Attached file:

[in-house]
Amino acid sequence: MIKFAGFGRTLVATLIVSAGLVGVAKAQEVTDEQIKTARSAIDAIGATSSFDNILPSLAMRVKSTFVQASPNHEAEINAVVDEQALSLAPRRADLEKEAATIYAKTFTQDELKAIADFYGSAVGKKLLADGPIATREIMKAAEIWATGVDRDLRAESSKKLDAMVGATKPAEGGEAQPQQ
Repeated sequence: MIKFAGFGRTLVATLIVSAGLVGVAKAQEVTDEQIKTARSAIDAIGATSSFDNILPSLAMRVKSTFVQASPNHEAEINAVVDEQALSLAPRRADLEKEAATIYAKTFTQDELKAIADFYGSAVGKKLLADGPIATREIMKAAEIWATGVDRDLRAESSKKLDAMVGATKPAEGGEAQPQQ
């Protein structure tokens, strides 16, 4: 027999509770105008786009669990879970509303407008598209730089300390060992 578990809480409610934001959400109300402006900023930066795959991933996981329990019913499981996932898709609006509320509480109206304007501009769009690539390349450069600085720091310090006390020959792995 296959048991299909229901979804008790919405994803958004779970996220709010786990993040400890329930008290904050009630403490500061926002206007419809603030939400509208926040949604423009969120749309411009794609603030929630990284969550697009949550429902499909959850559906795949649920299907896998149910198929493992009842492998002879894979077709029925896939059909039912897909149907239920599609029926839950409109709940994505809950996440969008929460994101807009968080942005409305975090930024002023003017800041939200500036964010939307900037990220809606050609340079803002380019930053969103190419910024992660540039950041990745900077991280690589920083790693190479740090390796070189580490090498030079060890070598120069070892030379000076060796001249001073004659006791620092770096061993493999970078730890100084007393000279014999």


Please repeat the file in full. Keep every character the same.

[in-house]
Amino acid sequence: MIKFAGFGRTLVATLIVSAGLVGVAKAQEVTDEQIKTARSAIDAIGATSSFDNILPSLAMRVKSTFVQASPNHEAEINAVVDEQALSLAPRRADLEKEAATIYAKTFTQDELKAIADFYGSAVGKKLLADGPIATREIMKAAEIWATGVDRDLRAESSKKLDAMVGATKPAEGGEAQPQQ
Repeated sequence: MIKFAGFGRTLVATLIVSAGLVGVAKAQEVTDEQIKTARSAIDAIGATSSFDNILPSLAMRVKSTFVQASPNHEAEINAVVDEQALSLAPRRADLEKEAATIYAKTFTQDELKAIADFYGSAVGKKLLADGPIATREIMKAAEIWATGVDRDLRAESSKKLDAMVGATKPAEGGEAQPQQ
């Protein structure tokens, strides 16, 4: 027999509770105008786009669990879970509303407008598209730089300390060992 578990809480409610934001959400109300402006900023930066795959991933996981329990019913499981996932898709609006509320509480109206304007501009769009690539390349450069600085720091310090006390020959792995 296959048991299909229901979804008790919405994803958004779970996220709010786990993040400890329930008290904050009630403490500061926002206007419809603030939400509208926040949604423009969120749309411009794609603030929630990284969550697009949550429902499909959850559906795949649920299907896998149910198929493992009842492998002879894979077709029925896939059909039912897909149907239920599609029926839950409109709940994505809950996440969008929460994101807009968080942005409305975090930024002023003017800041939200500036964010939307900037990220809606050609340079803002380019930053969103190419910024992660540039950041990745900077991280690589920083790693190479740090390796070189580490090498030079060890070598120069070892030379000076060796001249001073004659006791620092770096061993493999970078730890100084007393000279014999």